News / Asia

Cambodian Opposition Leader Returns to Tense Political Atmosphere

 Sam Rainsy talks to the media outside the airport gate before beginning his walk into Phnom Penh, Cambodia, August 16, 2013. (Robert Carmichael for VOA)
Sam Rainsy talks to the media outside the airport gate before beginning his walk into Phnom Penh, Cambodia, August 16, 2013. (Robert Carmichael for VOA)
Robert Carmichael
The leader of Cambodia’s opposition has returned to the country at a time when his party is disputing its loss in last month’s elections. Sam Rainsy arrived in Phnom Penh Friday after a brief visit to the United States, saying mass protests against the election results are a “last resort.”

Hundreds of people turned out Friday to greet Sam Rainsy as he returned to a country whose citizens remain fearful that post-election tensions will erupt in violence.

Both the opposition and the ruling Cambodian People’s Party insist they won a majority of seats in the 123-member parliament in the July 28 ballot.

In recent days the ruling party has ordered troops and armored vehicles to the capital, ostensibly to maintain order in the event of opposition protests.

That coincided with the breakdown of talks between the two sides on the composition of an independent investigation committee to examine allegations of widespread electoral fraud.

Sam Rainsy, president of the National Rescue Party, addresses his supporters at the CNRP office in Phnom Penh, August 16, 2013.Sam Rainsy, president of the National Rescue Party, addresses his supporters at the CNRP office in Phnom Penh, August 16, 2013.
x
Sam Rainsy, president of the National Rescue Party, addresses his supporters at the CNRP office in Phnom Penh, August 16, 2013.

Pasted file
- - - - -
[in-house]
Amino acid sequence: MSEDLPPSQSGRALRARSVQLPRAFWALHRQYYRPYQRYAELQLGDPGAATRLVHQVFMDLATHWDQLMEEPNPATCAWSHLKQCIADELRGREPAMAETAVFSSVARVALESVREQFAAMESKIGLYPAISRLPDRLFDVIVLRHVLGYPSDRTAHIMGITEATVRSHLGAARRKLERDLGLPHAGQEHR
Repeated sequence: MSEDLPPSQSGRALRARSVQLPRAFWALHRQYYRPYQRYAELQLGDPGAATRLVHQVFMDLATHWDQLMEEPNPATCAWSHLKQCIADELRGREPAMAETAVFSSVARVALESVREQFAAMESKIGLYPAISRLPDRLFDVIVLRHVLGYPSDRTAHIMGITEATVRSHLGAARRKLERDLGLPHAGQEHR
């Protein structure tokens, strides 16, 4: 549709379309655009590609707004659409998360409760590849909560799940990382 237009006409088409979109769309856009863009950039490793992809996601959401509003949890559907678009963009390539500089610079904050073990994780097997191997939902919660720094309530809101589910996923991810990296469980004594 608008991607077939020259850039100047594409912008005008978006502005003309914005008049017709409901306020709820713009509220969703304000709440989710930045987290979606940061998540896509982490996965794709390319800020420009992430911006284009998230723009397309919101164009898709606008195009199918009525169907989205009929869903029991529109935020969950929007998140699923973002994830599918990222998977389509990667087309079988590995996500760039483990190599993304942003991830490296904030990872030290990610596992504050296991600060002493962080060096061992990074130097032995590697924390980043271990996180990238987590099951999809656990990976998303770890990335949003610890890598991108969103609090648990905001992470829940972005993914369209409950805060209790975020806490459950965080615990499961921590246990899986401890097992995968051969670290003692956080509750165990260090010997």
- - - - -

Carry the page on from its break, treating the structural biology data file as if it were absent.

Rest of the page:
Sam Rainsy, president of the National Rescue Party, addresses his supporters at the CNRP office in Phnom Penh, August 16, 2013.
Outside the airport, amid a scrum of media and opposition supporters, Rainsy, the leader of the Cambodia National Rescue Party, or CNRP, insisted an impartial investigation must go ahead.

“The whole world knows that CNRP won the election and the whole world will help CNRP to expose the truth - the truth is that CNRP won the election,” he said.

Opposition rejects commission's results

Preliminary results from the election commission indicate that the ruling Cambodian People's Party will have 68 of the 123 seats, versus 55 for Rainsy's party.

The opposition rejects the National Election Commission’s figures and claims it won an outright majority of 63 seats. It has yet to provide proof of that.

Although the ruling party initially said it supported an independent investigation into the vote, it has since cooled to the idea, dimming prospects for an inquiry.

However Rainsy said he was confident that Prime Minister Hun Sen would acquiesce.

“Definitely he will. Because nobody would recognize any government stemming from fake elections," he said.

The United States has called on political parties to negotiate their differences peacefully, rather than resorting to threats or civil unrest.

Fear of violence

On Friday, local media reported that a shipment of dozens of tanks and armored personnel carriers had arrived from Eastern Europe and were headed for Phnom Penh.